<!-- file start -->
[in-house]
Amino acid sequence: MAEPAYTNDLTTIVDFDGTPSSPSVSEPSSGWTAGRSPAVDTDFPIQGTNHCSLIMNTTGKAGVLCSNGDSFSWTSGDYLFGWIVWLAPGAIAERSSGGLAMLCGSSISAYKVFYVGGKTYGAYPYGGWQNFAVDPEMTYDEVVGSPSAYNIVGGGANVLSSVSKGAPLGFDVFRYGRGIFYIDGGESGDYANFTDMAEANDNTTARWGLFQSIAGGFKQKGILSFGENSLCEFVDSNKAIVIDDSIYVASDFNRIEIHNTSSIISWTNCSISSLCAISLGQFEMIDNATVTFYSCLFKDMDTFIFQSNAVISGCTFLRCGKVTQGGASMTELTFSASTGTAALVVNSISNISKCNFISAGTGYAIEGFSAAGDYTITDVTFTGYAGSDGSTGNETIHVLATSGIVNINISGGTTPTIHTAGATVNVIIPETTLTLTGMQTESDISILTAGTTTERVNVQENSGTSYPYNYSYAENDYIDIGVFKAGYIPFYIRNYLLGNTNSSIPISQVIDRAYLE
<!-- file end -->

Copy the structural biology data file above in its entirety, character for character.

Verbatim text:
[in-house]
Amino acid sequence: MAEPAYTNDLTTIVDFDGTPSSPSVSEPSSGWTAGRSPAVDTDFPIQGTNHCSLIMNTTGKAGVLCSNGDSFSWTSGDYLFGWIVWLAPGAIAERSSGGLAMLCGSSISAYKVFYVGGKTYGAYPYGGWQNFAVDPEMTYDEVVGSPSAYNIVGGGANVLSSVSKGAPLGFDVFRYGRGIFYIDGGESGDYANFTDMAEANDNTTARWGLFQSIAGGFKQKGILSFGENSLCEFVDSNKAIVIDDSIYVASDFNRIEIHNTSSIISWTNCSISSLCAISLGQFEMIDNATVTFYSCLFKDMDTFIFQSNAVISGCTFLRCGKVTQGGASMTELTFSASTGTAALVVNSISNISKCNFISAGTGYAIEGFSAAGDYTITDVTFTGYAGSDGSTGNETIHVLATSGIVNINISGGTTPTIHTAGATVNVIIPETTLTLTGMQTESDISILTAGTTTERVNVQENSGTSYPYNYSYAENDYIDIGVFKAGYIPFYIRNYLLGNTNSSIPISQVIDRAYLE